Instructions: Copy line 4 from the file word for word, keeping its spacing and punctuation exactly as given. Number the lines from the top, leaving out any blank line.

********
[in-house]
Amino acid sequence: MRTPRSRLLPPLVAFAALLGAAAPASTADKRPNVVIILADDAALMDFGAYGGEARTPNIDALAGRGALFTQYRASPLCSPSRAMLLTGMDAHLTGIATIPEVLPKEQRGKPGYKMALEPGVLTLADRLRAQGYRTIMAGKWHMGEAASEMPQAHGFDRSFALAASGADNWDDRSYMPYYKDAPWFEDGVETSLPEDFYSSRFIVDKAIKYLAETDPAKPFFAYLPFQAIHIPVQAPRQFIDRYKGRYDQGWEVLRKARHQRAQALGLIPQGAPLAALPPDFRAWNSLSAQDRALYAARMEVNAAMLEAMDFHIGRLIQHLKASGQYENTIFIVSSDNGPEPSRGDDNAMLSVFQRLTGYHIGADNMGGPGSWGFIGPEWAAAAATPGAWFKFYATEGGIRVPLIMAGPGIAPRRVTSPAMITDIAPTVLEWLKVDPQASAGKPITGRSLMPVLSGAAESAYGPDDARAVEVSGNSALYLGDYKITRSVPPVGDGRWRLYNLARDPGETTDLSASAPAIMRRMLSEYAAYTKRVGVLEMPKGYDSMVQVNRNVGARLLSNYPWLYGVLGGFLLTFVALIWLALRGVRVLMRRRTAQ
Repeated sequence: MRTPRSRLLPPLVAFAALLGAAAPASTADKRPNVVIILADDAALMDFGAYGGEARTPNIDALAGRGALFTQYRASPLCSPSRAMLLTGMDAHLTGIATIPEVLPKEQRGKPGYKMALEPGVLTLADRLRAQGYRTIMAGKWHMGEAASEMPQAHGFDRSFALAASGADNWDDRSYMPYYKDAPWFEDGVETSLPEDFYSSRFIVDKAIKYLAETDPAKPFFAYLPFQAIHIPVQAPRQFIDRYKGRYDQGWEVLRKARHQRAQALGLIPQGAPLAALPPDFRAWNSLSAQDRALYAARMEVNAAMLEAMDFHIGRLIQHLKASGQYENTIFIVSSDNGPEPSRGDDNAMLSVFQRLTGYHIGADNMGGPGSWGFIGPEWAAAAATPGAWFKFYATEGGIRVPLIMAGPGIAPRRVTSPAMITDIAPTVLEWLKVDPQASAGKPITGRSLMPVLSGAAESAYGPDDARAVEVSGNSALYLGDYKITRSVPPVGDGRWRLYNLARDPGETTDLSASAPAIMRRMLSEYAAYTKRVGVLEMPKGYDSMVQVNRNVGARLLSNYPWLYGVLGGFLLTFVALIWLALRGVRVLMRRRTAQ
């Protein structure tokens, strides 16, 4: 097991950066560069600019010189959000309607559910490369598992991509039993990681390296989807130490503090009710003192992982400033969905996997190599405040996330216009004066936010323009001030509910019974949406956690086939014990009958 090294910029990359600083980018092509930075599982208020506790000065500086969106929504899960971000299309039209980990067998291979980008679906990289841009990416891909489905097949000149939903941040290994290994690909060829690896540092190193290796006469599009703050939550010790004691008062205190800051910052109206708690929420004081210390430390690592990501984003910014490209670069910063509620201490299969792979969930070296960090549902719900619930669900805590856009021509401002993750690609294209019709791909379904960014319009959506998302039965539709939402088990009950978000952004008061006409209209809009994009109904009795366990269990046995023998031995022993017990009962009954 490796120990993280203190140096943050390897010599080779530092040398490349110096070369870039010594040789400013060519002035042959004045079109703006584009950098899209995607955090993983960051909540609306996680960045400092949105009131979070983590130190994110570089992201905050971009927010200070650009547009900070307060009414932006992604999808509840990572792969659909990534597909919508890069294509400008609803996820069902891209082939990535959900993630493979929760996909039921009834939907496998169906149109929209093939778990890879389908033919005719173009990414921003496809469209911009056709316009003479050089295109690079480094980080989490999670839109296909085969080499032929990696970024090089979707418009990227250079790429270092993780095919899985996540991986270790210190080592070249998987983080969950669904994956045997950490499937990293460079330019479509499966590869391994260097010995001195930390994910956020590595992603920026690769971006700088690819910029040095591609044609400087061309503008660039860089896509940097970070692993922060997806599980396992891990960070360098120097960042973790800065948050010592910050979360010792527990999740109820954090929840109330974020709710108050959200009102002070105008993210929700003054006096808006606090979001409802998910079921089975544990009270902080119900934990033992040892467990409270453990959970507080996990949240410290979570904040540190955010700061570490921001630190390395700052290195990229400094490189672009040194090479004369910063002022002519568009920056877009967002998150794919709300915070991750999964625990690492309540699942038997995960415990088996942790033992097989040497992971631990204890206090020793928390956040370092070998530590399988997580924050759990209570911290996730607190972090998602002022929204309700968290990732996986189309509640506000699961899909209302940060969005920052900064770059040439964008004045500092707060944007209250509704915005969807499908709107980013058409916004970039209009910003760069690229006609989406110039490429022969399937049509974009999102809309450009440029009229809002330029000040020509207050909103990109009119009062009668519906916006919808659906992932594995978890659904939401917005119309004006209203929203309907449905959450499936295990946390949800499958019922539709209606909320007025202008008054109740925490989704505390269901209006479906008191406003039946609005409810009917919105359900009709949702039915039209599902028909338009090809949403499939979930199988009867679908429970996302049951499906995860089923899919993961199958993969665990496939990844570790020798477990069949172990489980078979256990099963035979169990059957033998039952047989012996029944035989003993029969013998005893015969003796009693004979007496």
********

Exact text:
């Protein structure tokens, strides 16, 4: 097991950066560069600019010189959000309607559910490369598992991509039993990681390296989807130490503090009710003192992982400033969905996997190599405040996330216009004066936010323009001030509910019974949406956690086939014990009958 090294910029990359600083980018092509930075599982208020506790000065500086969106929504899960971000299309039209980990067998291979980008679906990289841009990416891909489905097949000149939903941040290994290994690909060829690896540092190193290796006469599009703050939550010790004691008062205190800051910052109206708690929420004081210390430390690592990501984003910014490209670069910063509620201490299969792979969930070296960090549902719900619930669900805590856009021509401002993750690609294209019709791909379904960014319009959506998302039965539709939402088990009950978000952004008061006409209209809009994009109904009795366990269990046995023998031995022993017990009962009954 490796120990993280203190140096943050390897010599080779530092040398490349110096070369870039010594040789400013060519002035042959004045079109703006584009950098899209995607955090993983960051909540609306996680960045400092949105009131979070983590130190994110570089992201905050971009927010200070650009547009900070307060009414932006992604999808509840990572792969659909990534597909919508890069294509400008609803996820069902891209082939990535959900993630493979929760996909039921009834939907496998169906149109929209093939778990890879389908033919005719173009990414921003496809469209911009056709316009003479050089295109690079480094980080989490999670839109296909085969080499032929990696970024090089979707418009990227250079790429270092993780095919899985996540991986270790210190080592070249998987983080969950669904994956045997950490499937990293460079330019479509499966590869391994260097010995001195930390994910956020590595992603920026690769971006700088690819910029040095591609044609400087061309503008660039860089896509940097970070692993922060997806599980396992891990960070360098120097960042973790800065948050010592910050979360010792527990999740109820954090929840109330974020709710108050959200009102002070105008993210929700003054006096808006606090979001409802998910079921089975544990009270902080119900934990033992040892467990409270453990959970507080996990949240410290979570904040540190955010700061570490921001630190390395700052290195990229400094490189672009040194090479004369910063002022002519568009920056877009967002998150794919709300915070991750999964625990690492309540699942038997995960415990088996942790033992097989040497992971631990204890206090020793928390956040370092070998530590399988997580924050759990209570911290996730607190972090998602002022929204309700968290990732996986189309509640506000699961899909209302940060969005920052900064770059040439964008004045500092707060944007209250509704915005969807499908709107980013058409916004970039209009910003760069690229006609989406110039490429022969399937049509974009999102809309450009440029009229809002330029000040020509207050909103990109009119009062009668519906916006919808659906992932594995978890659904939401917005119309004006209203929203309907449905959450499936295990946390949800499958019922539709209606909320007025202008008054109740925490989704505390269901209006479906008191406003039946609005409810009917919105359900009709949702039915039209599902028909338009090809949403499939979930199988009867679908429970996302049951499906995860089923899919993961199958993969665990496939990844570790020798477990069949172990489980078979256990099963035979169990059957033998039952047989012996029944035989003993029969013998005893015969003796009693004979007496």